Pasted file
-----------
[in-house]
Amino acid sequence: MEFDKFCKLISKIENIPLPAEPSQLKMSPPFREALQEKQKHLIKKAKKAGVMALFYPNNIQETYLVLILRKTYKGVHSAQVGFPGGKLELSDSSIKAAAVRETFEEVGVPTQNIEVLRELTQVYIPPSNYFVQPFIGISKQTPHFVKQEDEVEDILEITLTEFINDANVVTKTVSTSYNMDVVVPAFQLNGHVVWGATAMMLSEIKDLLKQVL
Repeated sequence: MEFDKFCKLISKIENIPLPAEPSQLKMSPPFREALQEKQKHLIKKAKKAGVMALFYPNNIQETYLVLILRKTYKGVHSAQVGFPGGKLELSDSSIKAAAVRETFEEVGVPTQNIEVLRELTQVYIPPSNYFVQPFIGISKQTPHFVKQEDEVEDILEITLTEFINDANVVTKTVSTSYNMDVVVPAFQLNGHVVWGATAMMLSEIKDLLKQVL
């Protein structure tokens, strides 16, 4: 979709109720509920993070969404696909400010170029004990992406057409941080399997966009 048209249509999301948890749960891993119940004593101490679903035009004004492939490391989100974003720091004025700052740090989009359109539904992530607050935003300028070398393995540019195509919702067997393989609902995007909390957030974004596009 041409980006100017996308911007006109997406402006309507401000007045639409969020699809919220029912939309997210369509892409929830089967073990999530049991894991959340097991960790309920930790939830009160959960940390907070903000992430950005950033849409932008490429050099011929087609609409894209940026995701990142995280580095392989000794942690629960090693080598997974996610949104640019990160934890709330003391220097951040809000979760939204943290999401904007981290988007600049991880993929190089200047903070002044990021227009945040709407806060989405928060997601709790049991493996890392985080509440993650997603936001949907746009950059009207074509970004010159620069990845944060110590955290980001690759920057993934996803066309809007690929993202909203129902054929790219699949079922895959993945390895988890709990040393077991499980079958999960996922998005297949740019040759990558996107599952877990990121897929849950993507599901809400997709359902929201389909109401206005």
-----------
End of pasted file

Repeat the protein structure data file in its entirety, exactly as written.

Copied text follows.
[in-house]
Amino acid sequence: MEFDKFCKLISKIENIPLPAEPSQLKMSPPFREALQEKQKHLIKKAKKAGVMALFYPNNIQETYLVLILRKTYKGVHSAQVGFPGGKLELSDSSIKAAAVRETFEEVGVPTQNIEVLRELTQVYIPPSNYFVQPFIGISKQTPHFVKQEDEVEDILEITLTEFINDANVVTKTVSTSYNMDVVVPAFQLNGHVVWGATAMMLSEIKDLLKQVL
Repeated sequence: MEFDKFCKLISKIENIPLPAEPSQLKMSPPFREALQEKQKHLIKKAKKAGVMALFYPNNIQETYLVLILRKTYKGVHSAQVGFPGGKLELSDSSIKAAAVRETFEEVGVPTQNIEVLRELTQVYIPPSNYFVQPFIGISKQTPHFVKQEDEVEDILEITLTEFINDANVVTKTVSTSYNMDVVVPAFQLNGHVVWGATAMMLSEIKDLLKQVL
């Protein structure tokens, strides 16, 4: 979709109720509920993070969404696909400010170029004990992406057409941080399997966009 048209249509999301948890749960891993119940004593101490679903035009004004492939490391989100974003720091004025700052740090989009359109539904992530607050935003300028070398393995540019195509919702067997393989609902995007909390957030974004596009 041409980006100017996308911007006109997406402006309507401000007045639409969020699809919220029912939309997210369509892409929830089967073990999530049991894991959340097991960790309920930790939830009160959960940390907070903000992430950005950033849409932008490429050099011929087609609409894209940026995701990142995280580095392989000794942690629960090693080598997974996610949104640019990160934890709330003391220097951040809000979760939204943290999401904007981290988007600049991880993929190089200047903070002044990021227009945040709407806060989405928060997601709790049991493996890392985080509440993650997603936001949907746009950059009207074509970004010159620069990845944060110590955290980001690759920057993934996803066309809007690929993202909203129902054929790219699949079922895959993945390895988890709990040393077991499980079958999960996922998005297949740019040759990558996107599952877990990121897929849950993507599901809400997709359902929201389909109401206005």